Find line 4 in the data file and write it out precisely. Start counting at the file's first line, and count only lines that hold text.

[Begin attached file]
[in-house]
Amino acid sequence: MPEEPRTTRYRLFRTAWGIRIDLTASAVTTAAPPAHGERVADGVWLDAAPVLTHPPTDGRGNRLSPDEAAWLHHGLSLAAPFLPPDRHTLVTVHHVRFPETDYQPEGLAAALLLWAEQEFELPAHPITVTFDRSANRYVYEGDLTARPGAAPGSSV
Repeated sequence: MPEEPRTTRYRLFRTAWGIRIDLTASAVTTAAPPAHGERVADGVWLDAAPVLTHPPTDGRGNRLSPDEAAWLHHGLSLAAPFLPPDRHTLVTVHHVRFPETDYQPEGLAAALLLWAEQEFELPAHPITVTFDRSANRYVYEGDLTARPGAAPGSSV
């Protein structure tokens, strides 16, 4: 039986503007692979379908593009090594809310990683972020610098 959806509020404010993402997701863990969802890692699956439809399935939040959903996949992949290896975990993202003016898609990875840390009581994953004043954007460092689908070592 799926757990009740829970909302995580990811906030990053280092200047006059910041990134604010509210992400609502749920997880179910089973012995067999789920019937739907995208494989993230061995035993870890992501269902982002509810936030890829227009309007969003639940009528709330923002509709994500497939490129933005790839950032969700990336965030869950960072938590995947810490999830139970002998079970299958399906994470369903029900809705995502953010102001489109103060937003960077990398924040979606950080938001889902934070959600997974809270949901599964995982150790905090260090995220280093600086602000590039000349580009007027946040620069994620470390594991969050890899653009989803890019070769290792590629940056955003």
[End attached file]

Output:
């Protein structure tokens, strides 16, 4: 039986503007692979379908593009090594809310990683972020610098 959806509020404010993402997701863990969802890692699956439809399935939040959903996949992949290896975990993202003016898609990875840390009581994953004043954007460092689908070592 799926757990009740829970909302995580990811906030990053280092200047006059910041990134604010509210992400609502749920997880179910089973012995067999789920019937739907995208494989993230061995035993870890992501269902982002509810936030890829227009309007969003639940009528709330923002509709994500497939490129933005790839950032969700990336965030869950960072938590995947810490999830139970002998079970299958399906994470369903029900809705995502953010102001489109103060937003960077990398924040979606950080938001889902934070959600997974809270949901599964995982150790905090260090995220280093600086602000590039000349580009007027946040620069994620470390594991969050890899653009989803890019070769290792590629940056955003």